Join the queue: £200bn worth of renewable projects on hold
UK climate targets are currently threatened by the National Grid’s lack of capacity, causing £200bn worth of projects to be stuck on hold as they wait to connect to the UK’s electricity system.
The British are renowned for their queuing and the story is no different when it comes to renewable projects, as Britain is suffering with the longest backlog in Europe.
Around 40% of these have a connection wait of at least a year, delaying these high-value investments.
While it’s good news that so many renewable project applications are being made, the demand is too high for the grid, which was originally built when just a few fossil fuel power plants required a connection each year.
In addition to achieving net zero by 2050, the UK has also set an ambitious target for 100% of its electricity to be produced without carbon emissions by 2035.
There have been large strides made toward the green energy transition as a Government report revealed that nearly half of the country's electricity was net zero in 2022.
Much of this has been the result of the hyperdrive for wind and solar power. However, it’s predicted that five times more solar and four times as much wind is needed than is currently produced to achieve this target.
Pressure on the grid
Some projects have been quoted a 10-15 year wait to be connected, far exceeding the 2035 electricity target.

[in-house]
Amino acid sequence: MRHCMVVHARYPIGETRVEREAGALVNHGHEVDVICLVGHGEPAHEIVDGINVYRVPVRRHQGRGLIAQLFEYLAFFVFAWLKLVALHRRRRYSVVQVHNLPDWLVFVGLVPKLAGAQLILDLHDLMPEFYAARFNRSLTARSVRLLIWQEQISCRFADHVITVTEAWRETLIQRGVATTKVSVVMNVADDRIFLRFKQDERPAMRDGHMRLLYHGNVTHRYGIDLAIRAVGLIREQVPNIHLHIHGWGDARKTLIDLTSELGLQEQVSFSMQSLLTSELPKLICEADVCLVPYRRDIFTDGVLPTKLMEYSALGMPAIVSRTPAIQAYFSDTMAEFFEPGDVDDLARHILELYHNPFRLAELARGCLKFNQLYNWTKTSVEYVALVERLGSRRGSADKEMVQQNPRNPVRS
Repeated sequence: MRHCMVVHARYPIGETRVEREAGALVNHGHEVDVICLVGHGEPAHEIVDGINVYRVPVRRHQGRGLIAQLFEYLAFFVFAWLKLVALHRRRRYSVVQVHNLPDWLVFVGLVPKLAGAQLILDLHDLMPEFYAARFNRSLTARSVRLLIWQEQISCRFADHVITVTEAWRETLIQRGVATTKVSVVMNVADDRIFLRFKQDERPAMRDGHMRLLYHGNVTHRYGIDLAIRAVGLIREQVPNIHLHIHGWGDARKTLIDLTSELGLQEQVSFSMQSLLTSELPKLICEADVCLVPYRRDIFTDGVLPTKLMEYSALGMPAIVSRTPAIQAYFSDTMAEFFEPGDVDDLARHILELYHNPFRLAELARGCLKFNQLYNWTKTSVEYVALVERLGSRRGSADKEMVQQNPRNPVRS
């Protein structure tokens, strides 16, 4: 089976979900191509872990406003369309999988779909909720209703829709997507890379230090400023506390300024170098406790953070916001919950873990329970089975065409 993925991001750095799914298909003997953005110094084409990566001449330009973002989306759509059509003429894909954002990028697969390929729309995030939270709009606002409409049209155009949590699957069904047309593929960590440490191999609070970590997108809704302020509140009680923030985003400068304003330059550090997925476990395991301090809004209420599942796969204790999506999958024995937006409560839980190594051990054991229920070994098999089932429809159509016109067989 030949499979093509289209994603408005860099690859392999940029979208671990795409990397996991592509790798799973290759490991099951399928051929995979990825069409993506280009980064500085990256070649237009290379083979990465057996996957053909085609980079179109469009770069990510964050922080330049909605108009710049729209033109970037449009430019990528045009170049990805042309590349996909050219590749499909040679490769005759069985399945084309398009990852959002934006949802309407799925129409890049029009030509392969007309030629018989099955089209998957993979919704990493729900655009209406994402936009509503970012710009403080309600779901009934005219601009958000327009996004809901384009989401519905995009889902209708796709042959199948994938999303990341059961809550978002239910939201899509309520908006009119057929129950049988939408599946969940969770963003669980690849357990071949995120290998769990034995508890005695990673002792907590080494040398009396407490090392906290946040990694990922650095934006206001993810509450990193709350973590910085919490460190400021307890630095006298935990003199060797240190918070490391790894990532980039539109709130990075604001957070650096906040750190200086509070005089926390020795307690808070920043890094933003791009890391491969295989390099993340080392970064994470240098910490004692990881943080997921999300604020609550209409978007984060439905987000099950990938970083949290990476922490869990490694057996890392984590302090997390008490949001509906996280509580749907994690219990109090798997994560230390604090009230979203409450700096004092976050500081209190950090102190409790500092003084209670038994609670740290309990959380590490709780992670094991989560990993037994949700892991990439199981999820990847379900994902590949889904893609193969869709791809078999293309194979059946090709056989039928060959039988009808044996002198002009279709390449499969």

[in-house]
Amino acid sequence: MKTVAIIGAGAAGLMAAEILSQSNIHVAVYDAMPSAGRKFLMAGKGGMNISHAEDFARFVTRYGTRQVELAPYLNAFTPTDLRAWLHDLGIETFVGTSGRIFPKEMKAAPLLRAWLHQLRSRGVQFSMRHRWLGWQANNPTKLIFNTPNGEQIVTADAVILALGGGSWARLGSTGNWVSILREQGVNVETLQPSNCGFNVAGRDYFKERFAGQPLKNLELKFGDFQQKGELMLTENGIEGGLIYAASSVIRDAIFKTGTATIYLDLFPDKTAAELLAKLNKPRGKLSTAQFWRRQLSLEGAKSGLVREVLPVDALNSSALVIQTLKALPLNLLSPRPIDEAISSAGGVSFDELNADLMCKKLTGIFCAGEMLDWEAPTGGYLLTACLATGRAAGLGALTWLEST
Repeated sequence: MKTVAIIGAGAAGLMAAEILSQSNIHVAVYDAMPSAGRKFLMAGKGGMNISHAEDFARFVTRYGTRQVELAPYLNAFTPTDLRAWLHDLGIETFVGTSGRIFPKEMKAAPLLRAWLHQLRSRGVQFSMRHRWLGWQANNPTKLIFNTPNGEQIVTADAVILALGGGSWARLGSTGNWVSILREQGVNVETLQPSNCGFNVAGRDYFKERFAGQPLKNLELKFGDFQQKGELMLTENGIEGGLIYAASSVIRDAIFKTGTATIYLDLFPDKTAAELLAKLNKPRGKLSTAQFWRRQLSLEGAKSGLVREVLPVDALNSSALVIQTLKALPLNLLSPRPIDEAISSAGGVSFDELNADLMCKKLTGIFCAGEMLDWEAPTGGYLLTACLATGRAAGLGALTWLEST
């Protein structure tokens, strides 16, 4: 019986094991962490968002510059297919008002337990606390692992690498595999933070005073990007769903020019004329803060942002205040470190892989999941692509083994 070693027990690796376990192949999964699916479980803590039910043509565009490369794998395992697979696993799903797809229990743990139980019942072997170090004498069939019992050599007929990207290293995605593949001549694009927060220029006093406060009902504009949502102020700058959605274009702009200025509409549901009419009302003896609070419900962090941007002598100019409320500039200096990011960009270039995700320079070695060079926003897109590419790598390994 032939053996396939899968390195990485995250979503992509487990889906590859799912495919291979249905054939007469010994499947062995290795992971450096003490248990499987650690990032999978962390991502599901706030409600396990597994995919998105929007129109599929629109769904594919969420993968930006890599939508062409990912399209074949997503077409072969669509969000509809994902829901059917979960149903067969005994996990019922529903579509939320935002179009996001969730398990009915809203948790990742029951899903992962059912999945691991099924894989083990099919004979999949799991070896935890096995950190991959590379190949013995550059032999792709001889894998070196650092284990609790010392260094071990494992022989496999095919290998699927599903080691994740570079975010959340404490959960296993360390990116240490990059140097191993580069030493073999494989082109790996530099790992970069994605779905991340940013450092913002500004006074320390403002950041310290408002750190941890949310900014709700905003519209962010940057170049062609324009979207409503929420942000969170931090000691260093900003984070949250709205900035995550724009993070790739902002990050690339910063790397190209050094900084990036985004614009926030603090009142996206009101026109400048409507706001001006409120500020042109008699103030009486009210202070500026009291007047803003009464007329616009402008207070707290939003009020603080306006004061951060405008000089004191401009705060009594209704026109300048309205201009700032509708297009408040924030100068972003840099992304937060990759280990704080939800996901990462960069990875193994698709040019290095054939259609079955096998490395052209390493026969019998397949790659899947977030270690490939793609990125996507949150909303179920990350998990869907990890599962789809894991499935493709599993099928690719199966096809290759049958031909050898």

To manage the demand, the National Grid is tightening its criteria, ensuring that only projects with significant potential are able to join the queue.
Substantial restructuring of the grid is also required and permission has been granted from Ofgem for the National Grid to raise an additional £20bn over the next 40 years from household bills, however the impact is expected to be minimal.
Emma Pinchbeck, CEO of Energy UK, has suggested that the grid would need to grow its electricity sector by two to three times its size over the next decade. She states that the system operator is confident that they can absorb the amount of renewables that they’re aiming to put on the system over the next decade.
However, while she believes that it is physically possible, funding for grid infrastructure is highly regulated in the UK and much of this regulation is not currently fit for purpose.
Renewable energy developers have argued that the Government has been negligent in their vision for modernising the network.
According to David Kipling, chief executive of On-Site Energy, “[The government has] been speaking about climate action for over a decade now, so you would have to assume that they knew what would be required.”
The Government is planning to announce a new action plan to accelerate connections later on in the year.